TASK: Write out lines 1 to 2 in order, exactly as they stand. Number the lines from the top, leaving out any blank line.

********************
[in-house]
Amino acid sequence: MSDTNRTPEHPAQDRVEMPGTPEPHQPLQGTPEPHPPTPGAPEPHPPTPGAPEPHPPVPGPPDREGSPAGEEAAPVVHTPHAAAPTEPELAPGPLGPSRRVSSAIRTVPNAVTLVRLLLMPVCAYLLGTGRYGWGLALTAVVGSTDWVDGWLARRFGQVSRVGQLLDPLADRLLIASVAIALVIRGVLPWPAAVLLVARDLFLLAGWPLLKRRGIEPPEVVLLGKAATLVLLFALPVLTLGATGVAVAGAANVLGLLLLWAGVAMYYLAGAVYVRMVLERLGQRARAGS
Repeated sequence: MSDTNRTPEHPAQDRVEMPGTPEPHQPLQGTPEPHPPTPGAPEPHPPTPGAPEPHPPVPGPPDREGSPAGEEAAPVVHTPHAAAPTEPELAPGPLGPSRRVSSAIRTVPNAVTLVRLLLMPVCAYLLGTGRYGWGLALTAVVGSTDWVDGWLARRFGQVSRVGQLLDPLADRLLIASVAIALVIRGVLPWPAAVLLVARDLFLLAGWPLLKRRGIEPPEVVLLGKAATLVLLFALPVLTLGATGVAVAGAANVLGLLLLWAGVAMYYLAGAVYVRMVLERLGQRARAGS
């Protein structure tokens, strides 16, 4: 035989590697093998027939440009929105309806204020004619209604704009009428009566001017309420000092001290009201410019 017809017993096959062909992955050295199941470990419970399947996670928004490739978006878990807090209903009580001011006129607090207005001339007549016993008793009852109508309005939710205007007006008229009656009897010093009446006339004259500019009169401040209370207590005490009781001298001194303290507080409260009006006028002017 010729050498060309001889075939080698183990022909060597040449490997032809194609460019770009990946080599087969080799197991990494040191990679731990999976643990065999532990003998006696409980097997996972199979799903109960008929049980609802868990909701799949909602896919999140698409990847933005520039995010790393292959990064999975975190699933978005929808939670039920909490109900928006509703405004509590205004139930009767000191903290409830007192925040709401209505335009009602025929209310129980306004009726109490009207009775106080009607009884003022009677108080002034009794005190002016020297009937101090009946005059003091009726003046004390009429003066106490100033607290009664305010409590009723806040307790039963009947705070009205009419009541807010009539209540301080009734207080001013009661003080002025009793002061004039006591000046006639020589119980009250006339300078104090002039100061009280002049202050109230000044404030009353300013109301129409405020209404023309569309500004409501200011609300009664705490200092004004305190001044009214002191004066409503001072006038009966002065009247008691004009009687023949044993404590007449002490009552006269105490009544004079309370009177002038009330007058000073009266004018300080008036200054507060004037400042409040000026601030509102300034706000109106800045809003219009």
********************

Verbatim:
[in-house]
Amino acid sequence: MSDTNRTPEHPAQDRVEMPGTPEPHQPLQGTPEPHPPTPGAPEPHPPTPGAPEPHPPVPGPPDREGSPAGEEAAPVVHTPHAAAPTEPELAPGPLGPSRRVSSAIRTVPNAVTLVRLLLMPVCAYLLGTGRYGWGLALTAVVGSTDWVDGWLARRFGQVSRVGQLLDPLADRLLIASVAIALVIRGVLPWPAAVLLVARDLFLLAGWPLLKRRGIEPPEVVLLGKAATLVLLFALPVLTLGATGVAVAGAANVLGLLLLWAGVAMYYLAGAVYVRMVLERLGQRARAGS